A m e r i c a n P o s t – G a z e t t e
Distributed by C O M M O N S E N S E , in Arizona
Thursday, May 26, 2011
US Supreme Court rules for AZ
States can yank licenses for companies that hire illegal aliens
By David G. Savage, Washington Bureau
8:34 AM PDT, May 26, 2011
The Supreme Court on Thursday gave Arizona and other states more authority to take action against illegal immigrants and the companies that hire them, ruling that employers who knowingly hire illegal workers can lose their license to do business.
The 5-3 decision upholds the Legal Arizona Workers Act of 2007 and its so-called business death penalty for employers who are caught repeatedly hiring illegal immigrants. The state law also requires employers to check the federal E-Verify system before hiring new workers, a provision that was also upheld Thursday.
The court’s decision did not deal with the more controversial Arizona law passed last year that gave police more authority to stop and question those who are suspected of being in the state illegally. But the ruling is likely to encourage the state and its supporters because the court majority said states remained free to take action involving immigrants.
Thursday’s decision is a defeat for the U.S. Chamber of Commerce, several civil-rights groups and the Obama administration, all of whom opposed the Arizona law and its sanctions on employers. They argued that federal law said states may not impose “civil or criminal sanctions” on employers.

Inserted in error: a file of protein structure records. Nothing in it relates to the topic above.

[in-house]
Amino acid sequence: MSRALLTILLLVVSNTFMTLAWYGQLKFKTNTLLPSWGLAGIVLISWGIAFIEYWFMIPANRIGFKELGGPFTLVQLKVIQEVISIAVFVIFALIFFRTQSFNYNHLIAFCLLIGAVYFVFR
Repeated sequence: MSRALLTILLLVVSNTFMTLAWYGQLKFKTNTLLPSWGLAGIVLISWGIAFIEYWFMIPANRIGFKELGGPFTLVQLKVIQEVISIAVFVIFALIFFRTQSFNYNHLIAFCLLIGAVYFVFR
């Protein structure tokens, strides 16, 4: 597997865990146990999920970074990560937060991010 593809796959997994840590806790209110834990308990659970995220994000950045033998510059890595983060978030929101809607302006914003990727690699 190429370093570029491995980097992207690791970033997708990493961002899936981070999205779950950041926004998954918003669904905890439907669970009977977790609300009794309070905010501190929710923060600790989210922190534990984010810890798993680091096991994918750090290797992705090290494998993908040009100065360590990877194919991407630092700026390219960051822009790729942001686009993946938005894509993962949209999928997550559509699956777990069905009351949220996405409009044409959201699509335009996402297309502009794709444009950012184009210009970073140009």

But Chief Justice John G. Roberts Jr. said another portion of the same law made clear that states were free to use their “licensing” laws to punish employers. Justices Antonin Scalia, Anthony M. Kennedy, Clarence Thomas and Samuel A. Alito Jr. formed the majority in Chamber of Commerce vs. Whiting.
The Arizona law upheld Thursday was signed into law by then-Gov. Janet Napolitano, who now serves as secretary of Homeland Security for President Obama.
In dissent were Justices Stephen G. Breyer, Ruth Bader Ginsburg and Sonia Sotomayor. They said federal law prohibited states from imposing their own immigration-related rules on employers. Justice Elena Kagan sat out the case.
Soon after the Arizona employment law went into effect, lawyers for the chamber and civil-rights group sued, contending it was preempted or trumped by federal immigration laws. But a federal judge and the U.S. 9th Circuit Court of Appeals upheld the Arizona measure. The Supreme Court affirmed those decisions Thursday.
Roberts noted that eight other states had passed similar laws. They are Colorado, Mississippi, Missouri, Pennsylvania, South Carolina, Tennessee, Virginia and West Virginia.
The other Arizona law involving police enforcement has been challenged – successfully, so far – by the Obama administration and civil-rights groups. They say enforcement of laws against illegal immigration is exclusively in the hands of federal authorities. A federal judge and the U.S. 9th Court of Appeals have put that Arizona law on hold. Gov. Jan Brewer said she planned to appeal the issue to the Supreme Court.